Colombia's Constitutional Court on Feb. 7 revoked all licenses granted to companies that sought to carry out mining activities on páramos, the high alpine meadows that protect watersheds. The ruling overturns Article 173 of the government's new National Development Plan (PND), which allowed 347 existing licenses in the alpine zones to move ahead, although barring the issuing of new ones. The ruling also struck down provisions of the PND that barred victims of the country's armed conflict from reclaiming usurped lands that had been converted into so-called "Projects of Strategic National Interest" (PINE). Additionally, the court overturned a third article that allowed the government to forcibly expropriate privately-owned land for mega-projects. The decision is seen as a blow to the ambitions of Vice President Germán Vargas Lleras, mastermind of the PND. The case was brought by the left-opposition Polo Democrática. (Colombia Reports, El Tiempo, Equilibrio Informativo, El Heraldo, Barranquilla, Feb. 9; El Espectador, RCN Radio, Feb. 8; Silla Vacía, Feb. 7)
Indigenous and Black communities in Colombia's Chocó department filed a lawsuit this week, claiming 37 of their children died after drinking water contaminated with mercury by nearby mining operations over the past three years. The suit was brought before Colombia's Constitutional Court, which has ordered a thorough test of the water quality in the Riosucio and Andagueda rivers, which merge to form the Río Atrato. The affected Embera Katío and Afro-Colombian communities depend on these rivers for fishing and agriculture as well as direct consumption of water. The plaintiffs, represented by the Greater Community Council of the Popular Campesino Organization of the Upper Atrato (COCOMOPOCA), charge that unchecked gold mining in the zone has caused an "environmental crisis, which has had a devastating effect and cost the lives of the indigenous and Afro-descendant children." The Constitutional Court, in addition to asking the UN's Food and Agriculture Organization (FAO) for assistance in the water quality tests, also called on the University of Cartagena to prepare a report on the health impacts of mercury and cyanide contamination. (Colombia Reports, Feb. 4; El Tiempo, El Espectador, El Colombiano, Feb. 3)
Colombia is suffering especially grave effects from this year's off-the-scale El Niño phenomenon. The national disaster response agency UNGRD is struggling to respond to a devastating drought, dispatching tanker-trucks of water to communities across the country where taps have gone dry. Juan Manuel Santos said this month that this is the second worst El Niño in the history of the country, and the worst impacts "are still to come." A few days of rain at the start of the year gave some residents hope, but Santos warned it would have "minimal effect, practically none," given the gravity of the situation. (El Espectador, Jan. 10; El Tiempo, Jan. 6; El Espectador, Jan. 4) The country's principal river, the Magdalena, is now so low that it is no longer navigable at several points, virtually shutting down Puertos Wilches and other cities that rely on the riverine trade. (El Espectador, Jan. 3) Most hard-hit is the north of the country, entire harvests could be lost. But the south is affected too, with huge forest fires threatening the city of Cali. Wildfires have engulfed more than 100,000 hectares of land nationwide. This is usually the rainy season in Colombia, but rains are 65% lower than usual, and temperatures 2.3 degrees Centrigrade higher. (El Tiempo, Jan. 21; El Tiempo, El Tiempo, Jan. 17; Xinhua, Dec. 30)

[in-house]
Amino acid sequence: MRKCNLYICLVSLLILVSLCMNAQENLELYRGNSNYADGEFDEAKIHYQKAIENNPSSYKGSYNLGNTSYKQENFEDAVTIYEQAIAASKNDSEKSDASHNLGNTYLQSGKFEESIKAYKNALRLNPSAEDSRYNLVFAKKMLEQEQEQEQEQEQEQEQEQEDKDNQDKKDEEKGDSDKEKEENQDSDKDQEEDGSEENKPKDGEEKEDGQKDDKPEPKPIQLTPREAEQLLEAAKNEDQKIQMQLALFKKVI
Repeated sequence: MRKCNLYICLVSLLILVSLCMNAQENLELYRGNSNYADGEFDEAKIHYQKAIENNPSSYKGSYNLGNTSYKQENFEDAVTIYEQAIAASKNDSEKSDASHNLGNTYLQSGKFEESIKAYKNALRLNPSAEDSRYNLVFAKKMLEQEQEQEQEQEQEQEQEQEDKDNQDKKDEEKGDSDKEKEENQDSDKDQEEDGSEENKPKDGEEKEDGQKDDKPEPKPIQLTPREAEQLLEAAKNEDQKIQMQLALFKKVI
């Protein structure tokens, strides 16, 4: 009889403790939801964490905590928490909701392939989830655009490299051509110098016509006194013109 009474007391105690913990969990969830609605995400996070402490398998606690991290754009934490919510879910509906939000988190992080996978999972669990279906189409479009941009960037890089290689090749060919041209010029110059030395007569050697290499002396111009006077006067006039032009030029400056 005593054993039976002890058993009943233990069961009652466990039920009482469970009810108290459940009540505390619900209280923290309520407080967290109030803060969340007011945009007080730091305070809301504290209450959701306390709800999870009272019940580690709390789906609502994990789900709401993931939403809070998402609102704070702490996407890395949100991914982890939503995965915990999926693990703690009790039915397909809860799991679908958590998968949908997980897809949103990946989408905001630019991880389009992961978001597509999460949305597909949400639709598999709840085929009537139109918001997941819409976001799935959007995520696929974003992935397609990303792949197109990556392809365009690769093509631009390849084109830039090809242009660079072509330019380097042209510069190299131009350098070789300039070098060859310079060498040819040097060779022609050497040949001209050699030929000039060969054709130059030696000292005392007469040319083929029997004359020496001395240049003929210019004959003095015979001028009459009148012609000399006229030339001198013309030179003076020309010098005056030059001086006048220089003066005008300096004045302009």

The UN Climate Change Conference, officially the Conference of the Parties (COP 20) to the UN Framework Convention on Climate Change, closed its 14-day meeting in Lima, Peru, late Dec. 14, two days after its scheduled end. The 196 parties to the UNFCCC approved a draft of a new treaty, to be formally approved next year in Paris, and to take effect by 2020. An earlier draft was rejected by developing nations, who accused rich bations of dodging their responsibilities to fight climate change and pay for its impacts. Peru's environment minister, Manuel Pulgar-Vidal, who chaired the summit, told reporters: "As a text it's not perfect, but it includes the positions of the parties." Friends of the Earth's Asad Rehman took a darker view: "The only thing these talks have achieved is to reduce the chances of a fair and effective agreement to tackle climate change in Paris next year. Once again poorer nations have been bullied by the industrialized world into accepting an outcome which leaves many of their citizens facing the grim prospect of catastrophic climate change." (BBC News, ENS, Dec. 14)